Today In Charleston History: December 21

1800 – Birth.

Robert Barnwell Smith (Rhett) was born. 

Rhett2-246x300After entering public life Robert Smith changed his last name for that of his prominent colonial ancestor Colonel William Rhett.  He studied law and became a member of the South Carolina legislature in 1826 and also served as South Carolina attorney general (1832), U.S. representative (1837–1849), and U.S. senator (1850–1852). He was pro-Southern extremist he split (1844) and one of the leading fire-eaters at the Nashville Convention of 1850, which failed to endorse his aim of secession for the whole South.

One of the original “Fire-Eaters” Rhett was was dubbed the ‘Father of Secession’ and called the ‘Lone Star of Disunion’ by his enemies in the Whig Party. In her famous diary, Mary Chesnut called Rhett “the greatest of seceders.”  During the War Rhett continued to express his radical views  through editorials in the Charleston Mercury newspaper, edited by his son. After the other Southern secession in 1861, Rhett was considered one of the leading candidates for President of the Confederate States. bit In the end, he was viewed as too radical for the position and the more conservative Jefferson Davis was selected as chief executive. 

Robert-Barnwell-Rhetts-grave-300x225Rhett was critical of the Confederate Government for many reasons, including government intervention in the economy. He had previously envisioned a Confederacy that also included the Caribbean and even Brazil, but the Confederate States didn’t live up to Rhett’s dream and criticized Jefferson Davis’ adminstration as strongly as he had once criticized Washington, DC. After the War Rhett refused to apply for a Federal pardon. He died of cancer in 1876 and is buried in Magnolia Cemetery in Charleston.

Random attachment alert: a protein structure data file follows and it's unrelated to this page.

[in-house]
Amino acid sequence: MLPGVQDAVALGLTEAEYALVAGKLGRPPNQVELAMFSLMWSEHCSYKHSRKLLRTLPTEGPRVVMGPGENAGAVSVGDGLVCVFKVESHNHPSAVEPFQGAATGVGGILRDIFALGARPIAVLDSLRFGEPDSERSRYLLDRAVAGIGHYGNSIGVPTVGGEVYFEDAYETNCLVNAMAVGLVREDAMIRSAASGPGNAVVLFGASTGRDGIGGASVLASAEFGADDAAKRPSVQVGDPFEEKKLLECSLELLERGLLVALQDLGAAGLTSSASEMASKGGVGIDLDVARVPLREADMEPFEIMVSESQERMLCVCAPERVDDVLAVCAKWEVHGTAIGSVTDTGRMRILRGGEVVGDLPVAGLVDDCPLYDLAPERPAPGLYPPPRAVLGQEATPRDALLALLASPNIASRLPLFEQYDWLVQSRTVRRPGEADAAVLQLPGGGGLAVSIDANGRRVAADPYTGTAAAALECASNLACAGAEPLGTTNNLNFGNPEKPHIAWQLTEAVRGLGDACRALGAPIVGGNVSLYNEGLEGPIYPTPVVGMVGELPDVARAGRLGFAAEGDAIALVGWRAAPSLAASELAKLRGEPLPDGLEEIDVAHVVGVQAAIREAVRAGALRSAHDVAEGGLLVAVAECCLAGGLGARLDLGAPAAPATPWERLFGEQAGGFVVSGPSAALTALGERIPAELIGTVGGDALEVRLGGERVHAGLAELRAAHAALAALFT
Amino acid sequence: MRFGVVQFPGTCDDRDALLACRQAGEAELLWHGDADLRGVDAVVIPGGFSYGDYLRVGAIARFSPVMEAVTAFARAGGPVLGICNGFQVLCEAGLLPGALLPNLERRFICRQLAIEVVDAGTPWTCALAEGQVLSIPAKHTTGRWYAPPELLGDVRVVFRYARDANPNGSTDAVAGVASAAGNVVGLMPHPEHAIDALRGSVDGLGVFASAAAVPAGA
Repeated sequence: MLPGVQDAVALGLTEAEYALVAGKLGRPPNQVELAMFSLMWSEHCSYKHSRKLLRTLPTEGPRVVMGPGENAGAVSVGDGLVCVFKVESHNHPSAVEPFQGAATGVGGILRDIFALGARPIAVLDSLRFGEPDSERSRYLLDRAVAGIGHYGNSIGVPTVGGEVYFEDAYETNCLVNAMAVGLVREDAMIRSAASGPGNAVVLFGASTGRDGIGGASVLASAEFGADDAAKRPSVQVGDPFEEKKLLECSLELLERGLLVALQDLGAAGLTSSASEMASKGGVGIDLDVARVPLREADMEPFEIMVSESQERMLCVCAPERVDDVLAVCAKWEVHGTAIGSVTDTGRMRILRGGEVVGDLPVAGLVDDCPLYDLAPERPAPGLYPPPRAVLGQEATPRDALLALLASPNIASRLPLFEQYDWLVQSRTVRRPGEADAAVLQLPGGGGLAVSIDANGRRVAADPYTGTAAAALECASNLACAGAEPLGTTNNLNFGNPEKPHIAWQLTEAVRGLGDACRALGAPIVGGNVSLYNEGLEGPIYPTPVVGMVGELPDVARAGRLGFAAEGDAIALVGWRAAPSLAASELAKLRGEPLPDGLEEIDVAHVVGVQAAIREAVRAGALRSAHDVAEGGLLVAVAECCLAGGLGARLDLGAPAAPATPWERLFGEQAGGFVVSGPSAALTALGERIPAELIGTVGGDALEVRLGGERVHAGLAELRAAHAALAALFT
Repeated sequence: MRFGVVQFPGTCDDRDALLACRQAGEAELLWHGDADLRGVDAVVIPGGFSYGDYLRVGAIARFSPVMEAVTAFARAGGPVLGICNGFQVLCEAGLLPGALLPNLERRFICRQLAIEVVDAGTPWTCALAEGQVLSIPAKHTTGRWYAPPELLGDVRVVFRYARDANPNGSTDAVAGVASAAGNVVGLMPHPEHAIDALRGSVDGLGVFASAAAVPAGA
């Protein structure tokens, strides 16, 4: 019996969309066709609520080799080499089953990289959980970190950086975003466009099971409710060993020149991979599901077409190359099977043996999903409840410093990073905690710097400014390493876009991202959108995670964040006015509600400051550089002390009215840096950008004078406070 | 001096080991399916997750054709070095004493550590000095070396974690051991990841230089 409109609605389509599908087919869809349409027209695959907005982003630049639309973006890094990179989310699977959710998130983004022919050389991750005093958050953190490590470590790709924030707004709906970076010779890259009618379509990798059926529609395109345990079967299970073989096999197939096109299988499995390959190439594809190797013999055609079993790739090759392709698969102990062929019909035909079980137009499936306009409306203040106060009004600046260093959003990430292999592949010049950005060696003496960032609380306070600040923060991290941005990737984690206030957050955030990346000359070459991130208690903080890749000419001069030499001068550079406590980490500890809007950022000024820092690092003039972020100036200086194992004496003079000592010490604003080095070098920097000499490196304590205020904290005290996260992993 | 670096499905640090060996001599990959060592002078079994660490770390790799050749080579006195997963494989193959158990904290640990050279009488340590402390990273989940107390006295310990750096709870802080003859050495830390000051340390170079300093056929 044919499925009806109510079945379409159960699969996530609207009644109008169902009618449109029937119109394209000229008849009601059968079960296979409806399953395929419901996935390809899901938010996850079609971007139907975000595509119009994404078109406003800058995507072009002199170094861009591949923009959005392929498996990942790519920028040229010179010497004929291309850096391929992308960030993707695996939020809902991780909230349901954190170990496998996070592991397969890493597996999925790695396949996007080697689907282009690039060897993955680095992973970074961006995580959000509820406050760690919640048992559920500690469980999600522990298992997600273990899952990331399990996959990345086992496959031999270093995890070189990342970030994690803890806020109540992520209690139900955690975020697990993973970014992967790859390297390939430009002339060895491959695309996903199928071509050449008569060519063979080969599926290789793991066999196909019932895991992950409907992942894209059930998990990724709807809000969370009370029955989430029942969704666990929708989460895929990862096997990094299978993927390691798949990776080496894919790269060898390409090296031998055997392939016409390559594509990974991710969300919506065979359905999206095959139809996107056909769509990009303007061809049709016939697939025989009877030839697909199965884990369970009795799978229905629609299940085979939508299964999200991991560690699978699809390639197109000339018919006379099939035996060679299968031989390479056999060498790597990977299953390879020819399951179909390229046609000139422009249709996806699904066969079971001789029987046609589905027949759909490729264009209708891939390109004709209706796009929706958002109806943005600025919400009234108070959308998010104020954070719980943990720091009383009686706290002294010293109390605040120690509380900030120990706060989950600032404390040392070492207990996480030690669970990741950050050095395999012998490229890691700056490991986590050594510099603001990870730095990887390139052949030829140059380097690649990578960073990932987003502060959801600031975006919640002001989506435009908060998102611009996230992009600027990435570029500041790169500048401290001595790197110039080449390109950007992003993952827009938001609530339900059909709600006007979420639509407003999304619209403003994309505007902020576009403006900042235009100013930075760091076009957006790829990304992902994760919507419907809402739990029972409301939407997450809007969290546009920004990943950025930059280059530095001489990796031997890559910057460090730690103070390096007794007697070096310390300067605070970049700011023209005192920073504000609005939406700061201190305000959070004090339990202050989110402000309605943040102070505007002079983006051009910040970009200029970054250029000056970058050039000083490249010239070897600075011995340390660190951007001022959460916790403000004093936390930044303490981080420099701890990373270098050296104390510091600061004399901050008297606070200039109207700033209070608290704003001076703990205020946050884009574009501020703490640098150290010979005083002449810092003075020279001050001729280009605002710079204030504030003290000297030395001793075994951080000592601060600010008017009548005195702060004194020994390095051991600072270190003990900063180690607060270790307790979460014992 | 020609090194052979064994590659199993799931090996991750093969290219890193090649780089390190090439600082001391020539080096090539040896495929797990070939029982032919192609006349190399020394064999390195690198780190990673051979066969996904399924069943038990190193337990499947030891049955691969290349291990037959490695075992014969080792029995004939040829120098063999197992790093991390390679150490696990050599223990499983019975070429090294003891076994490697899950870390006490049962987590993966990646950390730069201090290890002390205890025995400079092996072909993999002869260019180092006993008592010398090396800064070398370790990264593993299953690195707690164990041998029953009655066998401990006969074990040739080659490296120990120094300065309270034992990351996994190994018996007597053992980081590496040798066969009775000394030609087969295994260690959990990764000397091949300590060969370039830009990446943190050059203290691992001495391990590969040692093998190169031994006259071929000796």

The Citadel, a military college, was founded in response to the Denmark Vesey rebellion. Charleston City Council established a “municipal force of 150 men … for an arsenal, or a ‘Citadel’ to protect the preserve the public property and safety.”

1891  – Jenkins Orphanage  

Daniel Jenkins preached a sermon at the New Tabernacle Fourth Baptist Church titled “The Harvest is Great by the Laborers Are Few.” It was an appeal to the congregation to “to help these and other unfortunate children.” The congregation was just a poor as Jenkins. The donated money did not last long; it paid for some food and clothing and the rental of a small shack at 660 King Street.

Today In Charleston History: December 20


King George II confirmed the charter of the Two-Bit Club at the Court of St. James. Soon afterward, the name was changed to the South Carolina Society and began including non-French members.

1782 – Slavery

Capt. Joseph Vesey returned to Charlestown with his wife, Kezia, their son John and Vesey’s personal servant / cabin boy, sixteen year-old Telemaque.


The first theatrical performance in Charleston after the British evacuation was held in the Exchange Building.

1800 – Slavery